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Chapter 6

Chapter 6- Perception.doc

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Department
Psychology
Course Code
PSYA01H3
Professor
Steve Joordens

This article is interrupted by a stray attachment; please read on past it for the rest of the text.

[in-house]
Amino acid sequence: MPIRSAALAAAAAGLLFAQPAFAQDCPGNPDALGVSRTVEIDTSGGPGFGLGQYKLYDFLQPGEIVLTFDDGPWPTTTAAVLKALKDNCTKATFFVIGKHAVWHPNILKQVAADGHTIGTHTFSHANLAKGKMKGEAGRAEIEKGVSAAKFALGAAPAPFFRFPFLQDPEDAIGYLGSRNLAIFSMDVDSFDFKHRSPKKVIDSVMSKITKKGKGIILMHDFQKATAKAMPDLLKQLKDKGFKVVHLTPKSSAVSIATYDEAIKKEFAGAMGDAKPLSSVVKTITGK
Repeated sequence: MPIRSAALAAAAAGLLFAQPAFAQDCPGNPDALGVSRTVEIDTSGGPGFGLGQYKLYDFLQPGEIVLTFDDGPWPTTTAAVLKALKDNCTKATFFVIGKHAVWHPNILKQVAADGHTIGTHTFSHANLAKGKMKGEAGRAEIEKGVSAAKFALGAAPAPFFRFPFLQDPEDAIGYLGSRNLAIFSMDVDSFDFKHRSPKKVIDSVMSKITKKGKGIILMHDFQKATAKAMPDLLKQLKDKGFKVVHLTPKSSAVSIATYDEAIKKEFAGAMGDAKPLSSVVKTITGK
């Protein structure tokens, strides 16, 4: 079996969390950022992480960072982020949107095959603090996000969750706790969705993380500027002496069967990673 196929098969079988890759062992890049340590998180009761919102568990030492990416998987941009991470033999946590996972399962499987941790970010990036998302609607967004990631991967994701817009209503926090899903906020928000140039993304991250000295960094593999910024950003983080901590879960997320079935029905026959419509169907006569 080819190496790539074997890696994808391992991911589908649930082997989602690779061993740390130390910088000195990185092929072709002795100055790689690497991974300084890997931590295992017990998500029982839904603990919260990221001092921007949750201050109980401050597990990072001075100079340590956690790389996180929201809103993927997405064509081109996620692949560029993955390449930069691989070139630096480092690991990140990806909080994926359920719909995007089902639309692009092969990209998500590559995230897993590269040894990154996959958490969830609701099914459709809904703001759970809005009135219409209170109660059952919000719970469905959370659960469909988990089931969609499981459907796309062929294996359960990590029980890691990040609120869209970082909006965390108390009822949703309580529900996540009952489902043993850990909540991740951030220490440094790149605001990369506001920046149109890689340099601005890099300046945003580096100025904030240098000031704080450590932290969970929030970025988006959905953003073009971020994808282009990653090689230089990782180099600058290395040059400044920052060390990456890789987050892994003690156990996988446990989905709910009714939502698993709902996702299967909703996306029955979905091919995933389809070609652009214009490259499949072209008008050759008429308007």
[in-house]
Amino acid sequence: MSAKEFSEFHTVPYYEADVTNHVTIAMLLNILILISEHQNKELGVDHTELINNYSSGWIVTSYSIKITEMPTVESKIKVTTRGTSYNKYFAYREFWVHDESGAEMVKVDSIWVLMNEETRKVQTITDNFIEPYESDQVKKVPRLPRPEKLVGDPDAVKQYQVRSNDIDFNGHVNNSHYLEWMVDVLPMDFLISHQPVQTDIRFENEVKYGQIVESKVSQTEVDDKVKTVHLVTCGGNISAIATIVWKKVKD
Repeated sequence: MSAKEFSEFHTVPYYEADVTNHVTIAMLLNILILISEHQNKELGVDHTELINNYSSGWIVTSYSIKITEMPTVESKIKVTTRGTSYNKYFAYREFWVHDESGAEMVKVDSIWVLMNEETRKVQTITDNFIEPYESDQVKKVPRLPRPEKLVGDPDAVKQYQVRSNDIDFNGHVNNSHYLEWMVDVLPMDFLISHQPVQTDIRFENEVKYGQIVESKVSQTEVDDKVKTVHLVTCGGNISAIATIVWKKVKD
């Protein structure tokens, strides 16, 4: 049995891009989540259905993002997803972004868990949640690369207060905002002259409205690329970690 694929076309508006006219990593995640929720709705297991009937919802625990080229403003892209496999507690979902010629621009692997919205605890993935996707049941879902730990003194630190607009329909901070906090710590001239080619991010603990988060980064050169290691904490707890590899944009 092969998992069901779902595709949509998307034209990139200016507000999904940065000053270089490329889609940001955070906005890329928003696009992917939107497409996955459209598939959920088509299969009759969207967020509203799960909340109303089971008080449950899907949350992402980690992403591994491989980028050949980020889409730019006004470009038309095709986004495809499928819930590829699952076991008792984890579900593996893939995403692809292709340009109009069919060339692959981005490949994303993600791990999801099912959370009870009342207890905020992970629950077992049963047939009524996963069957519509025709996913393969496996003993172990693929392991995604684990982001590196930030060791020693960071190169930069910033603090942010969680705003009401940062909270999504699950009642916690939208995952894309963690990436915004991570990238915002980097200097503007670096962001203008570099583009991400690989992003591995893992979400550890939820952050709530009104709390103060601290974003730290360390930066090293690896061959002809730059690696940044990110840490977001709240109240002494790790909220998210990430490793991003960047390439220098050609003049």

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Chapter 6- Perception • The primary function of the sense organs is to provide info to guide behaviour but they cannot achieve this function by themselves Perception- a rapid, automatic, unconscious process by which we recognize what is represented by the info provided by our sense organs • Gives unity and logic • The distinction between sensation and perception in not easy to make Brain Mechanisms of Visual Perception • Circuits of neurons analyze particular aspects of visual info and send the results of their analysis o In each step, successively more complex features are analyzed and eventually, the process leads to perception of the scene and all objects in it The Primary Visual Cortex • Early stages of visual analysis has come from in the thalamus and the primary visual cortex • David Hubel and Torsten Wiesel inserted microelectrodes (extremely small wires with microscopically sharp points) into various regions of the visual systems of animals to detect the action potential produced by individual neurons o After positioning a microelectrode close to a neuron, they presented various stimuli on a large screen in front of the open- eyed but anaesthetized animal, which made them unconscious but does not prevent neurons in the visual system from responding o They moved a stimulus around on the screen until they located a point where it had the largest effect on the electrical activity on the neuron, and then presented stimuli of different shapes to learn which ones produced the greatest response from the neuron o Concluded that the geography of the visual field is retained in the primary visual cortex (the surface of the retina is “mapped” on the surface of the primary visual cortex) Module/tile- a block of cortical tissue that receives info from the same group of receptor cells • Approx. 0.5 X 0.7 mm in size • Contains approx. 150,000 neurons • The neurons within a module receive info from the same small region of the retina 1 • The primary visual cortex contains approx. 2500 modules Receptive field- that portion of the visual field in which the presentation of visual stimuli will produce an alteration in the firing rate of a particular neuron The Visual Association Cortex • To perceive objects and entire visual scenes, the info from these individual modules must be combined and it takes place at different levels in the visual association cortex Two Streams of Visual Analysis • Visual info analyzed by the primary visual cortex is further analyzed in the visual association cortex • Neurons in the primary visual cortex send axons to the region of the visual association cortex that surrounds the striate cortex, and that’s when the visual association cortex divides into 2 pathways: o Ventral stream- the flow of info from the primary visual cortex to the visual association area in the lower temporal lobe  Used to form the perception of an object’s shape, colour, and orientation (the “what” system)  Continues forward and ends in the inferior temporal cortex o Dorsal system- the flow of info from the primary visual cortex to the visual association area in the parietal lobe  Used to form the perception of an object’s location in 3- dimensional space (the “where” system)  Rises into the posterior parietal cortex The Ventral Stream: Perception of Form • Recognition of visual patterns and identification of particular objects takes place in the inferior temporal cortex (at the end of the ventral stream) Visual agnosia (“failure to know”) - the inability of a person who is not blind to recognize the identify of an object visually, caused by damage to the visual association cortex Prosopagnosis- a form of visual agnosia characterized by difficulty in the recognition of people’s faces • Caused by damage to the visual association cortex • Can recognize that they are looking at a face, but cannot say whose face it is, even if it was a friend or relative Fusiform face area (FFA) – a region of the ventral stream of the visual system that contains face-recognizing circuits 2 • Located at the base of the brain • Face-recognition circuits develop as a result of experience with seeing people’s faces • 2 functional imaging studies found that when an expert viewed pictures of what they are experts of, the FFA was activated, but this didn’t occur when the non-experts viewed the pictures • Tarr and Gauthier suggested that the FFA be relabelled as the flexible fusiform areas, given its participation in the visual recognition of diverse objects o People with autism show a deficit in the ability to recognize faces and that looking at faces failed to activate the FFA Extrastriate body area (EBA) – a region of the occipital cortex, next to the primary visual cortex, that responds to forms resembling the human body • Activated by photographs, silhouettes, or stick figures of human bodies or body parts, not by control stimuli such as photographs or drawing of tools, scrambled silhouettes, or scrambled stick drawings of bodies • When the EBA was inactivated by transcranial magnetic stimulation, people lost the ability to recognize photographs of body parts but not parts of faces or motorcycles Parahippocampal place area (PPA) – a region of the ventral stream, below the hippocampus, that is activated by visual scenes (collection of several objects) and backgrounds • Able to recognize both natural and human-made scenes (Ex: beaches, forests, cities, etc) The Ventral Stream: Perception of Colour • Damage to the ventral stream disrupts the ability to distinguish different colours, but can still distinguish between different shades of grey • Lesions of a particular region of the human ventral stream can cause loss of colour vision without disrupting visual activity Cerebral achromatopsia (“vision without colour”) - the inability to discriminate among different hues • Caused by damage to the visual association cortex • If the brain damage occurs on only ones side of the brain, people will lose their colour vision in only half of the visual field • If the damage is bilateral, they lose all colour vision and cannot even imagine colours, or remember the colours of objects they saw before their brain damage occurred The Dorsal Stream: Perception of Spatial Location 3 • Damage to the parietal lobe disrupts performance on a variety of tasks that requires: o Perceiving and remembering the location of objects o Controlling the movement of the eyes and the limbs • End of the dorsal stream is located in the posterior parietal cortex • Neurons are involved in visual attention and control of eye movements, the visual control of reaching and pointing, and the visual control of grasping and other hand movements, and the perception of depth • Melvyn A. Goodale and his colleagues suggested that the primary function of the dorsal stream of the visual cortex is to guide actions rather than simply to perceive spatial locations (how to perform the action) The Dorsal Stream: Perception of Movement • Damage in the extrastriate cortex, which surrounds the primary visual cortex, of the visual association cortex, severely disrupts the ability to perceive moving stimuli Akinetopsia- an inability to see motion • Walsh, Ellison, Battelli, and Cowey found that participants were able to recognize different-shaped objects displayed on a computer screen but were unable to detect which of the objects are moving, when using transcranial magnetic stimulation to temporary inactivate the extrastriate cortex in humans Form from Motion Form from motion- perception of movement that help perceive 3-dimensional forms • Grossman and colleagues found that when people view a video that show form from motion, a bilateral brain region (the ventral bran of the posterior end of the superior temporal sulcus) becomes active • Form from motion involves brain mechanisms different from those involved in the perception of objects Visual Perception of Objects Figures and Ground Objects- things that have particular shapes and particular locations in space • Figure- a visual stimulus that is perceived as a self-contained object Backgrounds- essentially formless and serve to help us judge the location of objects we see in front of them 4 • Ground- a visual stimulus that is perceived as a formless background against which objects are seen • The classification of an item as a figure or as part as a background is not an intrinsic property but depends on the behaviour of the observer • Most important aspects of form perception is the existence of a boundary Gestalt Laws of Perceptual Organization Illusory contours- lines that does not exist Gestalt psychology (“form” psychology) – a branch of psychology that asserts that the perception of objects is produced by particular configurations of the elements of stimuli • Recognize objects in the environment according to the organization of their elements • What we see depends on the relationships of these elements to one another, instead of simply understanding the visual perception just by analyzing the scene into elements • Components of a visual scene can combine in various ways to produce different forms • Gestalt psychologists have observed that several principles of grouping can predict the combination of these elements Law of proximity- elements located closest to each other are perceived as belonging to the same figure Law of similarity- similar elements are perceived as belonging to the same figure Good continuation- given 2 or more interpretations of elements that form the outline of the figure